There are political prisoners in Cuba, but also in the USA
Forget Venice, Paris, Barcelona and New York, the hot spot for travelers this year is La Habana.
Not even the controversy about the existence of political prisoners in Cuba has made a dent in the enthusiasm of millions of people across the world for visiting the island’s beguiling capital and beautiful beaches.
"What political prisoners?" President Raúl Castro responded to a CNN reporter who asked him if in Cuba people were put in jail for political reasons, during a joint press conference with President Obama last March 21 in Havana.
“Clearly there still are people detained (in Cuba) for political reasons,” countered State Department spokesman John Kirby in Washington when asked about Castro’s statement.
Whatever the case may be, clearly people are not discouraged from traveling to places said to hold political prisoners. Otherwise, a great many countries that currently are favorite tourist destinations would see the number of visitors reduced to a trickle. And among them is good old U.S. of A.
Hard as it may be to accept, some of the oldest political prisoners in the world are not in Cuba, China, Russia, Iran or Venezuela, but here, in this country, an injustice that President Obama can right by freeing them.
Oscar López Rivera is one of those prisoners. On May 29 the 73-year-old Puerto Rican will mark 35 years in U.S. federal prisons, 13 of them in solitary confinement. His crime? Fighting for independence for his homeland.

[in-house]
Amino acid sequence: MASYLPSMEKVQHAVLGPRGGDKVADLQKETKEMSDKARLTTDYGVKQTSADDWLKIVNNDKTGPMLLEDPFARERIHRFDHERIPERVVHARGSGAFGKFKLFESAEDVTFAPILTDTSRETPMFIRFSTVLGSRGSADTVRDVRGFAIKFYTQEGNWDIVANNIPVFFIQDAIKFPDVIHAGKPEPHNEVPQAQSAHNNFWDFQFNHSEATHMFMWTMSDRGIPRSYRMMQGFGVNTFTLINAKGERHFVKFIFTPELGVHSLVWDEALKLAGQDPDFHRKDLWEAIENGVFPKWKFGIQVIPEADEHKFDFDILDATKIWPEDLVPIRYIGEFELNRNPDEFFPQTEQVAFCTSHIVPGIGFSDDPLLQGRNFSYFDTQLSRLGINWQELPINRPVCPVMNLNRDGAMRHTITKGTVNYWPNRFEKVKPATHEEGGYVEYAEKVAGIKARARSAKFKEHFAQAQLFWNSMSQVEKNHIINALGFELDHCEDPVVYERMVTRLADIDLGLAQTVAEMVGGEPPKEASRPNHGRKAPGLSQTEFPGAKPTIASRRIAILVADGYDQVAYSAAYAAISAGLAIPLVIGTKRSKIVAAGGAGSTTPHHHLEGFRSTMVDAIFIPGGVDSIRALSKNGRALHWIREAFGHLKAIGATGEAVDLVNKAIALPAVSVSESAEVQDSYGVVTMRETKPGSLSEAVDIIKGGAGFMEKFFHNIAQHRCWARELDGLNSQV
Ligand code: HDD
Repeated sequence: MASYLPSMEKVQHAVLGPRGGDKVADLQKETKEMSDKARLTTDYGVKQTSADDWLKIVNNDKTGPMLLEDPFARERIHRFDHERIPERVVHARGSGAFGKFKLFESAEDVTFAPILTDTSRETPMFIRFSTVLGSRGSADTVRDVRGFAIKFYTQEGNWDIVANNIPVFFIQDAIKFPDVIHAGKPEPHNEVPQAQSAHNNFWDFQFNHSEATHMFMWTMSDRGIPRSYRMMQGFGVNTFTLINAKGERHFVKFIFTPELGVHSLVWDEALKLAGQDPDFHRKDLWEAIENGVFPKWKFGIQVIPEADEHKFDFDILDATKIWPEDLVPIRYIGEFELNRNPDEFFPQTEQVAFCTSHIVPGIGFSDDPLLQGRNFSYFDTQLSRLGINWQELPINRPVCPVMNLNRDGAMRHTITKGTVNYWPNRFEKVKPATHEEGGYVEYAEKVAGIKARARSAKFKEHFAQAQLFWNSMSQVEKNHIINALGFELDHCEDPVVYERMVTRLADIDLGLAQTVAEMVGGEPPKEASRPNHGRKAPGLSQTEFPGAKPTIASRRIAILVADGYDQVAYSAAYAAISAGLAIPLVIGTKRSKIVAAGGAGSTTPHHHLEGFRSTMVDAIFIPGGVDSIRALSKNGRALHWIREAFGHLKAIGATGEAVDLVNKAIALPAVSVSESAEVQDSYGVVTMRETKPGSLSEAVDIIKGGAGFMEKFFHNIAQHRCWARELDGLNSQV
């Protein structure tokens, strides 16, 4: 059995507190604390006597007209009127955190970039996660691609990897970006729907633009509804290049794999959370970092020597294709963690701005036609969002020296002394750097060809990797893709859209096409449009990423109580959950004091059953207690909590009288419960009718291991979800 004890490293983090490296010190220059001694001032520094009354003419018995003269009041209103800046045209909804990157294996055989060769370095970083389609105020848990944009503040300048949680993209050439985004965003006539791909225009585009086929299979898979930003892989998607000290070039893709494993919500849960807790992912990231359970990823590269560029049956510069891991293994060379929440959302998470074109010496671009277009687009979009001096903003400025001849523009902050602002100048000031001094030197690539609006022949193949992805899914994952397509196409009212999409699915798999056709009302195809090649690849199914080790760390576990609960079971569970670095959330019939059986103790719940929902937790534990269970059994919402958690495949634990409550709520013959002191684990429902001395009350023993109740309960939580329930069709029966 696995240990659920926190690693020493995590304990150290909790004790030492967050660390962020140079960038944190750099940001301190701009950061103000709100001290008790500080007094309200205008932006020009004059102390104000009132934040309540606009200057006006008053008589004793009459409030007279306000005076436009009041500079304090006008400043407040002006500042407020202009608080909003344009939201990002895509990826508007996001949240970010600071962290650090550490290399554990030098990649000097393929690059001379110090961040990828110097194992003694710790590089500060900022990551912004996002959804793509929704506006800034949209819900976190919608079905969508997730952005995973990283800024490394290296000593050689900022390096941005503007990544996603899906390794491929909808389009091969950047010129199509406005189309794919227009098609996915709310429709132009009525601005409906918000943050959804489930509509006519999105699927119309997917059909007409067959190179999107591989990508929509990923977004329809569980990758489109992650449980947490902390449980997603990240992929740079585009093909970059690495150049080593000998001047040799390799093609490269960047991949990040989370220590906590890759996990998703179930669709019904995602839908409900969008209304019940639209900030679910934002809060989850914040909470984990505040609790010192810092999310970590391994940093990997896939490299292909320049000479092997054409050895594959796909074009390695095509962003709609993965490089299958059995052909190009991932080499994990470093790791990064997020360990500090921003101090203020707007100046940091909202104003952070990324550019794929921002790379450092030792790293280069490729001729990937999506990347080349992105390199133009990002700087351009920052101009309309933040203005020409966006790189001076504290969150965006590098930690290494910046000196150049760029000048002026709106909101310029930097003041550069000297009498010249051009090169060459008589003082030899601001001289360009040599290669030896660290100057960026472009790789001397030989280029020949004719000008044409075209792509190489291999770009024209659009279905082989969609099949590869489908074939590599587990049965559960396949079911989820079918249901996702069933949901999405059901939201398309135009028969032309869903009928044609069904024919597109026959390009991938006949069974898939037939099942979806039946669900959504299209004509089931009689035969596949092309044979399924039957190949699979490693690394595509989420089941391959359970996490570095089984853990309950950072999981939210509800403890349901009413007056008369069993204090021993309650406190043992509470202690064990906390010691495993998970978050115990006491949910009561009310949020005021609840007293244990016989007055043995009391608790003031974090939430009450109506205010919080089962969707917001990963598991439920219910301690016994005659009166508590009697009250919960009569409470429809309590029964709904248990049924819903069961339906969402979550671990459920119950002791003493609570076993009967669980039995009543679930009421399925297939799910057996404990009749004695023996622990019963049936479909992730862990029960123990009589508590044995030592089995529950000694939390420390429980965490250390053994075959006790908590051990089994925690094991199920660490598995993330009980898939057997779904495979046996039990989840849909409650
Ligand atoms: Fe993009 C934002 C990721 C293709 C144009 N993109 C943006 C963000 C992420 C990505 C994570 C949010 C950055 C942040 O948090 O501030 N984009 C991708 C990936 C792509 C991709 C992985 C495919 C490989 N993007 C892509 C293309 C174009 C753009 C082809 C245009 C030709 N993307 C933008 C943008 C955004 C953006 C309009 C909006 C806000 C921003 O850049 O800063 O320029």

A Vietnam veteran who was awarded a Bronze Star for his bravery, López Rivera was not accused of harming anyone, only of “seditious conspiracy” related to his connection to FALN, a Puerto Rican nationalist group. He was not charged with participating in any of the bombings attributed to the FALN in the 1970s and 1980s.
As Jan Sussler, López Rivera’s attorney told CNN, “Oscar López is an obvious example of a political prisoner in the U.S. If the President wanted to pardon him today, he can do it. He has been punished for his bravery. He’s serving a 70-year sentence but he never killed anybody. There is no blood on his hands.”
People of every political persuasion and many different nationalities believe he should be freed.
“Oscar long ago paid his debt to society. He is not a terrorist and he didn’t harm anyone. After 34 years, it is long past the time to release Oscar,” has said Rep. Nydia Velázquez (D-N.Y.),
Incredibly Leonard Peltier, an American Indian Movement (AIM), leader, has been in prison even longer: 40 years. He has been serving two consecutive life sentences in a maximum security prison for the deaths of two FBI agents in a confrontation on the Pine Ridge Indian Reservation in South Dakota in June 1975.
But allegations that a key eyewitness was coerced by the FBI into declaring that Peltier killed the agents, have raised profound doubts about his conviction. The witness later retracted her statement.
“Leonard Peltier is now 71 years old and in failing health, and has spent the past four decades held thousands of miles away from his family for a crime that he maintains he did not commit,” said Jasmine Heiss, senior campaigner with Amnesty International USA. “In light of the concerns that have arisen regarding Leonard Peltier’s conviction and his grave medical condition, President Obama must grant his petition for executive clemency.”
If he does, the President would be preaching by example and Washington’s calls for the release of political prisoners in other countries would be taken much more seriously.